Their personalities complement each other. This, they say, is what allows them to come up with so many new ideas. And that is essential, because they are facing some tricky questions concerning melanomas (an aggressive form of skin cancer). Why do patients become resistant against different types of treatment? Can we find new starting points for treatment to avoid resistance? Can we find proteins to inhibit in order to increase tumor sensitivity to immunotherapy? Only by collaborating between lab and clinic can we find answers to all these questions.
Four years ago, in Peeper’s garden, the two decided to launch a startup on top of their activities in the lab and clinic. “My lab identified a specific protein which, when inhibited, broke resistance to immunotherapy. On top of publishing our findings in Cell, we decided to develop a specific medicine ourselves – something usually the territory of the pharmaceutical industry. This ambition was certainly fueled by our ‘twinning’, which we are now hoping to take to the next level,” Peeper says.
In their free time, the two men teamed up with a postdoc from Peeper’s lab, Maarten Ligtenberg, to establish the company. “That's how I got most of my gray hairs. I don’t know if I would have done it, had I known how much work it ended up being,” Blank confesses. Now that their company is officially up and running, they have both taken a step back, staying connected to the company as advisors.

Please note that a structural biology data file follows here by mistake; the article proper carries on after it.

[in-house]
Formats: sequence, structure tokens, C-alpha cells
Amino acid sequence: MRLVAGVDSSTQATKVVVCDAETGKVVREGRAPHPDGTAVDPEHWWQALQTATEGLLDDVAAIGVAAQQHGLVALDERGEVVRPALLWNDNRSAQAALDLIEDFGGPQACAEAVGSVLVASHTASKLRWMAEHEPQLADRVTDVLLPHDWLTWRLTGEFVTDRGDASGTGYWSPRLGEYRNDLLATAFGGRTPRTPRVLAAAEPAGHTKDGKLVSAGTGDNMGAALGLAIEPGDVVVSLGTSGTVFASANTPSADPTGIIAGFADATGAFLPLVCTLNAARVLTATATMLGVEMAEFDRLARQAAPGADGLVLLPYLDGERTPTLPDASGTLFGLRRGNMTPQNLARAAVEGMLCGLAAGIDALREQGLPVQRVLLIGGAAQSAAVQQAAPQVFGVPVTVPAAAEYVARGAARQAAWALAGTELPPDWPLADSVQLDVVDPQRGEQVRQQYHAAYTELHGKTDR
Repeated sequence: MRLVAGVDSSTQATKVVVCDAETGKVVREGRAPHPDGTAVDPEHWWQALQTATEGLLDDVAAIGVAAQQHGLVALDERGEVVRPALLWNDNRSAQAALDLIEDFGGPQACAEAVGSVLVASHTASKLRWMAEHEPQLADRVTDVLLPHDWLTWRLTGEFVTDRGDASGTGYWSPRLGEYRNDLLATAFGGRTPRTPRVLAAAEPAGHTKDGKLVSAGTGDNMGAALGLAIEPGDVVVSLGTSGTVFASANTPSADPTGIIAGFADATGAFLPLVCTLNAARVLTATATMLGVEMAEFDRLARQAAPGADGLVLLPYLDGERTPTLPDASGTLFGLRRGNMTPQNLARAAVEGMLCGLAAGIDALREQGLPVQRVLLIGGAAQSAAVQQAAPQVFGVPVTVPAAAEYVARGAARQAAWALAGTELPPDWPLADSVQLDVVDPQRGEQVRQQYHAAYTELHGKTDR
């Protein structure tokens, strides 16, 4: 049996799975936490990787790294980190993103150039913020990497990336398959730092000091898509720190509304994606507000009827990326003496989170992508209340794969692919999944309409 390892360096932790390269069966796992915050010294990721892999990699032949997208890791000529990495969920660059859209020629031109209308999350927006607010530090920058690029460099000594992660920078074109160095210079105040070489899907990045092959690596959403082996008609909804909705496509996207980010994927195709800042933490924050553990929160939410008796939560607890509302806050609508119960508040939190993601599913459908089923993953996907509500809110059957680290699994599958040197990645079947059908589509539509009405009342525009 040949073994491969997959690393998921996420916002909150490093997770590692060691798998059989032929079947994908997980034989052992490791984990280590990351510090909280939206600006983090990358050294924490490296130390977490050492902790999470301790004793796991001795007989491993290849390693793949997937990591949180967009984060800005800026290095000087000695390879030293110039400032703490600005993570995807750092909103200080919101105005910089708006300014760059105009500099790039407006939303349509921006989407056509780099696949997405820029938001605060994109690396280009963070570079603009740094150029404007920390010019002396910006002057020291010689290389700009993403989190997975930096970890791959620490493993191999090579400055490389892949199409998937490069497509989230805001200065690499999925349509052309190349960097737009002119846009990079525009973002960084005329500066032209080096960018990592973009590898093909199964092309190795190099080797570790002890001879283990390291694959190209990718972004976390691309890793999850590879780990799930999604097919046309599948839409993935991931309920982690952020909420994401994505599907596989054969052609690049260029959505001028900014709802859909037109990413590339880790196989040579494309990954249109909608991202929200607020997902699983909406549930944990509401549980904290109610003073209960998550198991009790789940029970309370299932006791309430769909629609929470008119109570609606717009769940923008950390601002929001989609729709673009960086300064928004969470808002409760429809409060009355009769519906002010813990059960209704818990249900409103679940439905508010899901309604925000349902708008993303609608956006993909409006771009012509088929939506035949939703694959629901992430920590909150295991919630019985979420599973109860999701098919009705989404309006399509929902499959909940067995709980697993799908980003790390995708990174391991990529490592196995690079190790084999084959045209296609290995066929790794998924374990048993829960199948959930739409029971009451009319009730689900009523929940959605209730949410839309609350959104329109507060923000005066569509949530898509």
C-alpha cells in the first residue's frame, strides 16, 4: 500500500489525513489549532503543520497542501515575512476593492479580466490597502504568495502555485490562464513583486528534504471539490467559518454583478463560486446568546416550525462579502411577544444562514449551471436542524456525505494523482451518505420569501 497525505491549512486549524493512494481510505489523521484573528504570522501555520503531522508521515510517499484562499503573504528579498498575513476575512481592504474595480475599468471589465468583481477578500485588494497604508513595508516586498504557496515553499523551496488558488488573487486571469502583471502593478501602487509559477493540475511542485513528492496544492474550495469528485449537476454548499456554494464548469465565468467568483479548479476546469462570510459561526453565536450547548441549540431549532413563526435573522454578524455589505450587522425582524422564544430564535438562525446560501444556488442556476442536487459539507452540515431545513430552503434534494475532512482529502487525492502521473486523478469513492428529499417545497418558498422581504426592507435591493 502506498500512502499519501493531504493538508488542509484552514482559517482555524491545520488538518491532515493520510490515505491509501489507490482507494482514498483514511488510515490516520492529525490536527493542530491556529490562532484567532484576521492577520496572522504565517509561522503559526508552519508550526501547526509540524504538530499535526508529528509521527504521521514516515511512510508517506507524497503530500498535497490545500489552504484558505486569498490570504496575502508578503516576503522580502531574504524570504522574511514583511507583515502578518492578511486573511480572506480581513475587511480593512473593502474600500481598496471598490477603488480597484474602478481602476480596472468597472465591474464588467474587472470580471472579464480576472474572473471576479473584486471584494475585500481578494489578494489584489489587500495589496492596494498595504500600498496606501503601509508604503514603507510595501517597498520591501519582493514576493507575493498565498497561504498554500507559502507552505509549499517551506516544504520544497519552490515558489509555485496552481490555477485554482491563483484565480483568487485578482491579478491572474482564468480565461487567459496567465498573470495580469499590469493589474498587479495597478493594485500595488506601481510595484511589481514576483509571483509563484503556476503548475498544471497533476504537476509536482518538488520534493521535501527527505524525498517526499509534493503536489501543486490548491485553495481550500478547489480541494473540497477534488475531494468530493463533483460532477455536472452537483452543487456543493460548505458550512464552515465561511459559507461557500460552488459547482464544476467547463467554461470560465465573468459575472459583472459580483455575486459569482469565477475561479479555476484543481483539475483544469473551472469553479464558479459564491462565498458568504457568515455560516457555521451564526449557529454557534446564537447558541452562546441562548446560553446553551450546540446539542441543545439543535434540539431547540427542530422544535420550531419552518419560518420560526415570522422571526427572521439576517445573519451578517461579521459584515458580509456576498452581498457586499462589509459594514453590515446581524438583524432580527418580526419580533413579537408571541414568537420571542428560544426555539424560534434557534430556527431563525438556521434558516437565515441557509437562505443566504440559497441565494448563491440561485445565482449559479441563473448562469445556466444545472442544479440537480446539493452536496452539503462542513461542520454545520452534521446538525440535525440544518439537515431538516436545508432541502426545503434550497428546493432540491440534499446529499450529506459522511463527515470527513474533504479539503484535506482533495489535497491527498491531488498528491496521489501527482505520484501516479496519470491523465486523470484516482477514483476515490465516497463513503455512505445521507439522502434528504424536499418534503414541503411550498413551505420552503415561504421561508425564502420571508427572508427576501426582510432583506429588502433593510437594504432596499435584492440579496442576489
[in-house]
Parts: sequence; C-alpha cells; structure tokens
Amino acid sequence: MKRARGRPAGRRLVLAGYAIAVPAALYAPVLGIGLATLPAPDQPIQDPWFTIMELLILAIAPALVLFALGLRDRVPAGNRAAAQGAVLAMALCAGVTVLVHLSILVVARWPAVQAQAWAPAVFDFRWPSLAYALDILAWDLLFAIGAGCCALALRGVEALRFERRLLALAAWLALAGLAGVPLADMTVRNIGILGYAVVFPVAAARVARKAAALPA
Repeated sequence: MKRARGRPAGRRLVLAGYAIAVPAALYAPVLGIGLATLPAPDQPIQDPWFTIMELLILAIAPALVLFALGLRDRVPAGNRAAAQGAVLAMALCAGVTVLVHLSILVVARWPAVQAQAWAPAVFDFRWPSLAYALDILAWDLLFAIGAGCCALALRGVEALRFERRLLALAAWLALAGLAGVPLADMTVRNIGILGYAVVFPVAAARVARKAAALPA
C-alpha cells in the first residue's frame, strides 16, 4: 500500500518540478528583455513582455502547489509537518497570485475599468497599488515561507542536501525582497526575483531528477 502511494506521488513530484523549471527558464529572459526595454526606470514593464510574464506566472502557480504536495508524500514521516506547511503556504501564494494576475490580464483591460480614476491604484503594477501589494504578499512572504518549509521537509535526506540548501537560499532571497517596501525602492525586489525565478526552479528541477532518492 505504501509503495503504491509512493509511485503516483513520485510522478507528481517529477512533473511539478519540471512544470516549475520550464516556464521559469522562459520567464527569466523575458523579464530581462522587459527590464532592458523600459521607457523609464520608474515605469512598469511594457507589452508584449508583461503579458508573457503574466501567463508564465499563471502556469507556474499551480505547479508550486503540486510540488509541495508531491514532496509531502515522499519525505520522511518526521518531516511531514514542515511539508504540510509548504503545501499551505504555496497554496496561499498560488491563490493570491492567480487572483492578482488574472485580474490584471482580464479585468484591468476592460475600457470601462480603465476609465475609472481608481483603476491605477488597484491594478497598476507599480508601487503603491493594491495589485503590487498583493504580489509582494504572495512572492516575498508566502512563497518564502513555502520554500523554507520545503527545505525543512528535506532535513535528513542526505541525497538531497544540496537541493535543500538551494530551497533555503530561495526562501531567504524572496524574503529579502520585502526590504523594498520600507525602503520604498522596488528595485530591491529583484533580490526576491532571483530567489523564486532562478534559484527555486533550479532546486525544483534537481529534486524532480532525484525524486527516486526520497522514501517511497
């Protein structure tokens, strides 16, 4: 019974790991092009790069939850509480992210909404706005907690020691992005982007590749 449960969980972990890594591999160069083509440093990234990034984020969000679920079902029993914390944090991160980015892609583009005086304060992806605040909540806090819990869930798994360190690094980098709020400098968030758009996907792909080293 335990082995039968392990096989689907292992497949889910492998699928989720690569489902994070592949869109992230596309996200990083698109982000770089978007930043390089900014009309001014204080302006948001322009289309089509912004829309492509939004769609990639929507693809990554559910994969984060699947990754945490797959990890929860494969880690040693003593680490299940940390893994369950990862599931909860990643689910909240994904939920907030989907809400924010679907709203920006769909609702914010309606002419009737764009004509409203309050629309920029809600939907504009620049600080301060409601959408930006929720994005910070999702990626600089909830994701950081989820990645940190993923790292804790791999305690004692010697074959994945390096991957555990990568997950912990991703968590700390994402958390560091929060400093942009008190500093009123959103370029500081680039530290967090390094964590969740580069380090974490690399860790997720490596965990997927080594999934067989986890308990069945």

“Our shared dream is to treat patients with our own drug, one that blocks the tumor protein we discovered in the lab. Ten years ago, 95% of patients with metastatic melanomas died within a year. With the new treatment methods that are currently being developed by all our colleagues in the field, I hope that we will be able to cure 95% of melanoma patients within five years. If our company could contribute to this goal, that would be wonderful and quite emotional for us,” Blank says.
But for now, there are plenty of research questions to answer. “We are on our way to uncover the genes that are involved in treatment resistance, out of all 25,000 genes expressed in tumor cells,” Peeper says. This is the future of oncology, Blank believes. “Daniel is a great hardcore researcher with tremendous genetic data sets. Using the CRISPR-Cas9 knockout technology, his group is identifying the genes that render tumors more sensitive to immunotherapy. He also understands that patients are a lot more complex than his cultured tumor cells in the lab. But he is able to reduce that complexity, allowing us to investigate the problem.”
The two men share an office, in which Blank divides his attention between his patients and the research that they discuss. “We rarely discuss things calmly over a cup of coffee. Except, perhaps, during Christian’s glühwein party in the winter, and my barbecue for our labs in the summer. We often meet up ad hoc - although Christian’s phone usually rings every other minute,” Peeper says, smiling. “I admire the way in which he can switch between his two roles, and I am happy that we manage to work so productively together.”